Quip brush sells emotions, but delivers little technology
If you have been on Facebook recently, you probably encountered one of Quip brush ads. It is a small “electric” brush that has a subscription model to deliver you new replacement brush heads (and branded toothpaste if you choose).
It has a very appealing look, compact size, nice suction cup to store it on a bathroom mirror and a lot of words to differentiate this “simple and cheap” brush from other electric brushes that presumably rip you off. Now I don’t want to say that Quip is a bad brush. It’s soft and nice, I like the look, the size, the storage cup and their toothpaste. However the whole “electric” part is not even close to what “other brushes” deliver. My another one is Philips Sonicare and I can immediately tell the difference.
Sonicare really delivers more brushing efficiency, than a regular toothbrush, while Quip’s vibration is only good to massage your hand, while you brush with it in a way you would to with a regular brush.
I know for a fact that I can use Sonicare to effectively clean any buildup that ends up on my teeth at the end of the day: whether it’s tea or wine or just build-up from food. With my “price bloated” Philips I can feel the smoothness of the teeth surface after cleaning. It just obviously works.
Quip on the other hand makes a huge effort to compare itself to the old fashioned electric brushes, but it’s nothing more than emotional marketing. After brushing with Quip while following their teeth cleaning instructions provided in a brochure that comes with the brush, my teeth felt exactly the same as if I was using a regular soft brush (i.e. not even close as clean as compared to Sonicare).
Here is a quote from the brochure, that comes with the Quip brush:
Vibrating bristles … without the ‘Ultra-Power’ or ‘Whitening’ modes that don’t increase effectiveness, but do cost
Obviously, this catchy wording’s goal it to convince you, that Quip’s vibration is good enough. And the only reason the big companies add more vibration is to rip you off your money. But that is just a manipulation. It can only convince those, who never used vibrating (ultrasonic) electric brushes before.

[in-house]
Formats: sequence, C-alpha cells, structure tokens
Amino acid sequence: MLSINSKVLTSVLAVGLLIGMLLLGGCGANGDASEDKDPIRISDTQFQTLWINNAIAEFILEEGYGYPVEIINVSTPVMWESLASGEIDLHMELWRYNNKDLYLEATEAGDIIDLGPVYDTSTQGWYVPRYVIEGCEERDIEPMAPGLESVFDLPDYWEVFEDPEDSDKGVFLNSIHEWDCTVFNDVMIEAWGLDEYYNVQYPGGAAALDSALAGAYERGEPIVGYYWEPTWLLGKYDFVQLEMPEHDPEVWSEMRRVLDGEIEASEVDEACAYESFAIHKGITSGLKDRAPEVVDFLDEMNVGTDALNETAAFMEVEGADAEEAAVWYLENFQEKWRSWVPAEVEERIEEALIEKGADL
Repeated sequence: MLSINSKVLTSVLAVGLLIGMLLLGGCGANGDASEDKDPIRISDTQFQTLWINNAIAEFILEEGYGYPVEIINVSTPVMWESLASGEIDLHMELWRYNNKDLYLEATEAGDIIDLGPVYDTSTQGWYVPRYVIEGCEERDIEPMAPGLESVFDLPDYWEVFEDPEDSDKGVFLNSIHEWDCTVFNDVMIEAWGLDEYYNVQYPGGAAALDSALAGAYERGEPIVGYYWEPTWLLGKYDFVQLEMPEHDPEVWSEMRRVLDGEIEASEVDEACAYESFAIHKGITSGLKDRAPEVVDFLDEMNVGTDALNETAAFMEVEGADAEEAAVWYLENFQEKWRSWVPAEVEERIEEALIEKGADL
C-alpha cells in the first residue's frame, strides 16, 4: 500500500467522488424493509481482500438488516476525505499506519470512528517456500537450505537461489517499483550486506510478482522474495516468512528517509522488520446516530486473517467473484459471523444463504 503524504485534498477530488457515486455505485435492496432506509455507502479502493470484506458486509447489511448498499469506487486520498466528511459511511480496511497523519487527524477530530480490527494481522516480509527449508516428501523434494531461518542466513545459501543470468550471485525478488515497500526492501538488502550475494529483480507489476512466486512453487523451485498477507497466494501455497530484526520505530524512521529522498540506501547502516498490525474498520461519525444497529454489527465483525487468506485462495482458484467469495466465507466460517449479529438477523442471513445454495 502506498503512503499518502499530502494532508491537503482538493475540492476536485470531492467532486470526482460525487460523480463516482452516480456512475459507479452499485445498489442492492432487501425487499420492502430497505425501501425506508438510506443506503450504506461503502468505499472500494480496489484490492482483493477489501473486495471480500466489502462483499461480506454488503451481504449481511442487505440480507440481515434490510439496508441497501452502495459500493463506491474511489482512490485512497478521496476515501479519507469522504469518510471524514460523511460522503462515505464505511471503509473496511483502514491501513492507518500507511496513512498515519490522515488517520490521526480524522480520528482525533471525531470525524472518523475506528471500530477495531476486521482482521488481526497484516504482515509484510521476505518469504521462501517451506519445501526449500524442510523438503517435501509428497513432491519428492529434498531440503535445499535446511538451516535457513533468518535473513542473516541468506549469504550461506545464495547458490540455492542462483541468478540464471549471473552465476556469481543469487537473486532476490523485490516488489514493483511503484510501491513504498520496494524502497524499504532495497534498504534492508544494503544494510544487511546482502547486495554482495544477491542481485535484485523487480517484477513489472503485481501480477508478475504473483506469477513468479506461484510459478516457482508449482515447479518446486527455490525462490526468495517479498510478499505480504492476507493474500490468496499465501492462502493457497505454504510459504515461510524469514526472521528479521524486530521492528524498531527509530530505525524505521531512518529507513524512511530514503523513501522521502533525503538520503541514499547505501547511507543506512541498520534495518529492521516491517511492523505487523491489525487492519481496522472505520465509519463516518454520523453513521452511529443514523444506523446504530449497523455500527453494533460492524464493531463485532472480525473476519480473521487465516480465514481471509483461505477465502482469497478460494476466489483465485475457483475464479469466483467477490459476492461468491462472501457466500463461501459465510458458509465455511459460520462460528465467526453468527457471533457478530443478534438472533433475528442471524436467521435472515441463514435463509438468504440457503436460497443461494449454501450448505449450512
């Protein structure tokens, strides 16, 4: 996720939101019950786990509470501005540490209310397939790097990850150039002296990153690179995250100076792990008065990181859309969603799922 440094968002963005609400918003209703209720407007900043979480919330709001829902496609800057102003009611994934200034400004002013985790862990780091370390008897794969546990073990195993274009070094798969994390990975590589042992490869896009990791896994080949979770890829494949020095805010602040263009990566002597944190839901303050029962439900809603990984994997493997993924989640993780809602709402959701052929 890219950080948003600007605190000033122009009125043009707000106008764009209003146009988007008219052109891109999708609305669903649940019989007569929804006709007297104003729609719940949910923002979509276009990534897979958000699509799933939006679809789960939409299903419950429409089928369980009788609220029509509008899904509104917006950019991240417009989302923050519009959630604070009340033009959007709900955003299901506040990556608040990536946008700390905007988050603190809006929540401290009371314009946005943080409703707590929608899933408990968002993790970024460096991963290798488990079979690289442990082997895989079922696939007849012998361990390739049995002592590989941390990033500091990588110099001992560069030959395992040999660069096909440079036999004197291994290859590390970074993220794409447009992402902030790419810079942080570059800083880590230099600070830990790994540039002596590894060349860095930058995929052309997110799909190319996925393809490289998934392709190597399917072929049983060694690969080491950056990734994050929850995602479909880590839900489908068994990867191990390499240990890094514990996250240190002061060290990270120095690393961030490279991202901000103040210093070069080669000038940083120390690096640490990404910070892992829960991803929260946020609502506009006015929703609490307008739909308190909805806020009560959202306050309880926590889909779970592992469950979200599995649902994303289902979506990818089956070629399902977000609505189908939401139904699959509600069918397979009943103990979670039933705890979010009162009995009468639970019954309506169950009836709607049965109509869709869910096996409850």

If like me you had a vibrating brush from a big brand before, you will definitely be disappointed with I quote “sensitive vibration” that Quip delivers.
Now on the price part. With all the aforesaid on the efficiency of the “electric” part of Quip, this brush costs $45 with $5 per refill every 3 month. Regular soft brushes cost starts from $5 for 6-pack on Amazon, and you can find better deals.
Even if you throw away your regular brush every month that adds up to $10 per year, compared to $65 per year with Quip.
You should decide for yourself whether you want to fork off additional $55 for the suction cup, fancy look, a timer that tells you how long to brush and buzzing, that will entertain you while you use your otherwise regular $45-priced brush.
Heads replacement price is not that cheap too. Replacement heads for Philips can be expensive, up to $50 for 6-pack. However in Costco I can usually get them for $40, which brings the cost down to $6.60 per replacement head. Not that much of a “bloating” as compared to $5 Quip’s refill, provided that Sonicare does deliver something more to your teeth, than just sensitive humming.
But I should say compliments to Quip’s brush design, their nice site, great marketing campaign, logistics organization (I received my brush quickly) and a 30-days return policy.